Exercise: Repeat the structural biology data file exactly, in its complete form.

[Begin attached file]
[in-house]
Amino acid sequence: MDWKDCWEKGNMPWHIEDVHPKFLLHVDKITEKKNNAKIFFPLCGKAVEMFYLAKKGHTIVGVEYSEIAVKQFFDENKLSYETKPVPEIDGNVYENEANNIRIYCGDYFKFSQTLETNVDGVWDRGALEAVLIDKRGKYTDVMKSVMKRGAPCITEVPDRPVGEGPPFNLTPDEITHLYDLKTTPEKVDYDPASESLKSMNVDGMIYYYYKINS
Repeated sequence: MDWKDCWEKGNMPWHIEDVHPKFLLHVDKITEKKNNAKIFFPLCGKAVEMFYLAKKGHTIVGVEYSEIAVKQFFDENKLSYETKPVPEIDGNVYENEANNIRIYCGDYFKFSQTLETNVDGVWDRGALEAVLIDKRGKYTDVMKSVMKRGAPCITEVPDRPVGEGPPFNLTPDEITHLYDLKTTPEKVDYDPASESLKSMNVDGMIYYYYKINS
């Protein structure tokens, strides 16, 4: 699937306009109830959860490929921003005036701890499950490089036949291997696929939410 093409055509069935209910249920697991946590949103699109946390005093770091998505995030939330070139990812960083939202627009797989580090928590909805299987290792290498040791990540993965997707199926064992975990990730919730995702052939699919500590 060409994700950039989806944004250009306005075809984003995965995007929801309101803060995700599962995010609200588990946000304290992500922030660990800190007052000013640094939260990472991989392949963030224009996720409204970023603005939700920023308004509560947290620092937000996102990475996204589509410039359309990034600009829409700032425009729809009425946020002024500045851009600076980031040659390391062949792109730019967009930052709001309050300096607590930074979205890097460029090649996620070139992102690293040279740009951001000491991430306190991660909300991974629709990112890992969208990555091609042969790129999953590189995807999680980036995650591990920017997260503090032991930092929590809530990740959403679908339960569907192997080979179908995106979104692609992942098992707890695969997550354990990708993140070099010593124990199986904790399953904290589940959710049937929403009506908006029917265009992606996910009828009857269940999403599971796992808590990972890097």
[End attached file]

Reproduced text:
[in-house]
Amino acid sequence: MDWKDCWEKGNMPWHIEDVHPKFLLHVDKITEKKNNAKIFFPLCGKAVEMFYLAKKGHTIVGVEYSEIAVKQFFDENKLSYETKPVPEIDGNVYENEANNIRIYCGDYFKFSQTLETNVDGVWDRGALEAVLIDKRGKYTDVMKSVMKRGAPCITEVPDRPVGEGPPFNLTPDEITHLYDLKTTPEKVDYDPASESLKSMNVDGMIYYYYKINS
Repeated sequence: MDWKDCWEKGNMPWHIEDVHPKFLLHVDKITEKKNNAKIFFPLCGKAVEMFYLAKKGHTIVGVEYSEIAVKQFFDENKLSYETKPVPEIDGNVYENEANNIRIYCGDYFKFSQTLETNVDGVWDRGALEAVLIDKRGKYTDVMKSVMKRGAPCITEVPDRPVGEGPPFNLTPDEITHLYDLKTTPEKVDYDPASESLKSMNVDGMIYYYYKINS
């Protein structure tokens, strides 16, 4: 699937306009109830959860490929921003005036701890499950490089036949291997696929939410 093409055509069935209910249920697991946590949103699109946390005093770091998505995030939330070139990812960083939202627009797989580090928590909805299987290792290498040791990540993965997707199926064992975990990730919730995702052939699919500590 060409994700950039989806944004250009306005075809984003995965995007929801309101803060995700599962995010609200588990946000304290992500922030660990800190007052000013640094939260990472991989392949963030224009996720409204970023603005939700920023308004509560947290620092937000996102990475996204589509410039359309990034600009829409700032425009729809009425946020002024500045851009600076980031040659390391062949792109730019967009930052709001309050300096607590930074979205890097460029090649996620070139992102690293040279740009951001000491991430306190991660909300991974629709990112890992969208990555091609042969790129999953590189995807999680980036995650591990920017997260503090032991930092929590809530990740959403679908339960569907192997080979179908995106979104692609992942098992707890695969997550354990990708993140070099010593124990199986904790399953904290589940959710049937929403009506908006029917265009992606996910009828009857269940999403599971796992808590990972890097």